Joyce Carol Oates says grief is chaotic

Joyce Carol Oates says that no one writes about the crazy and chaotic part of grief.

That’s what Oates decided to do in her new book  The Widow’s Story. The author of more than 50 novels and many volumes of poetry, short stories and nonfiction, she talked about her book and her grief when her husband died at a lecture on February 26, 2011, at Arts & Letters Live in Dallas.

After her husband died, Oates says she identified with Alice in Alice and Wonderland because “everything seemed to disintegrate….I felt like I was in a Kafka story in a Marx Brothers movie.”

She had taken her husband, Raymond Smith, to the emergency room of the Princeton Medical Center one February morning in 2008. The doctor diagnosed him with pneumonia, and both Oates and her husband expected him to be released in a day or two. But, in less than a week, Smith died from an infection that he had acquired at the hospital.

Joyce soon found herself sitting on her bed late at night writing pages and pages of journal entries about her husband and his death in long hand. “The attempt to make sense out of something senseless is very human,” she explains.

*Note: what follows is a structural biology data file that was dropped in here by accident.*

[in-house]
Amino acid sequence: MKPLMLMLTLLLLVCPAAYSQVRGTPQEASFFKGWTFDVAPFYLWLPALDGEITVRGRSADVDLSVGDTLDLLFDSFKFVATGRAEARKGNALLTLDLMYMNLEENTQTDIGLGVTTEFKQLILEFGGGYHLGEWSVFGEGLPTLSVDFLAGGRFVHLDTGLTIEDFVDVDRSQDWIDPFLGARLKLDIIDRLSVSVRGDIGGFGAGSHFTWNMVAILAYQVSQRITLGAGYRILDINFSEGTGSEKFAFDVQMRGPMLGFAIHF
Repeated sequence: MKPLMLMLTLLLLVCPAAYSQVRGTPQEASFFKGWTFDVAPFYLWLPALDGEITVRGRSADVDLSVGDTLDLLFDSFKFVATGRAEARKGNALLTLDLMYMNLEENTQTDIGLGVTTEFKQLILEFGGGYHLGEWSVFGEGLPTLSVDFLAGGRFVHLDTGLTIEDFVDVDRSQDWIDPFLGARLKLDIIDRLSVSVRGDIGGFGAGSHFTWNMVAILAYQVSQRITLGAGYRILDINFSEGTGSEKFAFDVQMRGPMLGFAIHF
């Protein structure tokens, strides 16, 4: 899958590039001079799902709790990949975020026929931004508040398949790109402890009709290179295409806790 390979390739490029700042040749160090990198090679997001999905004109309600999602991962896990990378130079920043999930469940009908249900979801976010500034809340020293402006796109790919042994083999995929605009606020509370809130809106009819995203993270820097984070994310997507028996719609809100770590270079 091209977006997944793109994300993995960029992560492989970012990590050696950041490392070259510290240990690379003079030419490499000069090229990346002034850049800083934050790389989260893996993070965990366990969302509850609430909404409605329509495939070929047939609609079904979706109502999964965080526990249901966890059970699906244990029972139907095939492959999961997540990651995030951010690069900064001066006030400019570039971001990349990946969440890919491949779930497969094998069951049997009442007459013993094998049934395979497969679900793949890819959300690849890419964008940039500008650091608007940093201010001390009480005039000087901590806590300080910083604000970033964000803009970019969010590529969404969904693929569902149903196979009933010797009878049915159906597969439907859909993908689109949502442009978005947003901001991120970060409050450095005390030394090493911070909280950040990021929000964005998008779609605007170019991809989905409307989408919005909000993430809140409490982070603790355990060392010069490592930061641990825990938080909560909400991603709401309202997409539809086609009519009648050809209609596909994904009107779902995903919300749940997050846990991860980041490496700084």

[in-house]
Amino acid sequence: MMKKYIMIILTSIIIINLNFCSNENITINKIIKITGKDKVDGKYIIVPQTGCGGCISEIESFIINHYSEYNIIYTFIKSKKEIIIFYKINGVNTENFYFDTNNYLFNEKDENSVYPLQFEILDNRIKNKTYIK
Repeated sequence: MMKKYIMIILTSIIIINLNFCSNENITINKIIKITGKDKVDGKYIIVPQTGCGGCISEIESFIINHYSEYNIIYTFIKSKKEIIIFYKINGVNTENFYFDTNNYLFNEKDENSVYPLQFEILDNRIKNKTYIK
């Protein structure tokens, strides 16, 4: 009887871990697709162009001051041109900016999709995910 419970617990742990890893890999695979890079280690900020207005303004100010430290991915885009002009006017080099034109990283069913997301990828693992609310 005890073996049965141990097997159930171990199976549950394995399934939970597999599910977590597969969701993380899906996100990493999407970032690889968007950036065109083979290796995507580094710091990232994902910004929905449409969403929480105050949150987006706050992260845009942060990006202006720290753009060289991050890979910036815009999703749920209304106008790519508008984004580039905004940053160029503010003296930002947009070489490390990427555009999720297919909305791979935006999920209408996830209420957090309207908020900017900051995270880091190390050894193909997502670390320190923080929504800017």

During the day, this prolific writer couldn’t read. She couldn’t concentrate, and she couldn’t plan her next novel. “I had lost the ability to plan something,” she says.

“I would put on the television and watch some lurid, horrible things.”

Of course, Joyce Carol Oates survived. However, at the end of her book, she concludes, “Of the widow’s countless death-duties, there is really just one that matters: On the first anniversary of her husband’s death, the widow should think, ‘I kept myself alive.’”

The Widow’s Story is a gentle reminder that grief is hard work and it takes time. If someone you love has died, give yourself time to grieve. If you know someone who is grieving, remember to give him or her support for much longer than just a week or two after the death.

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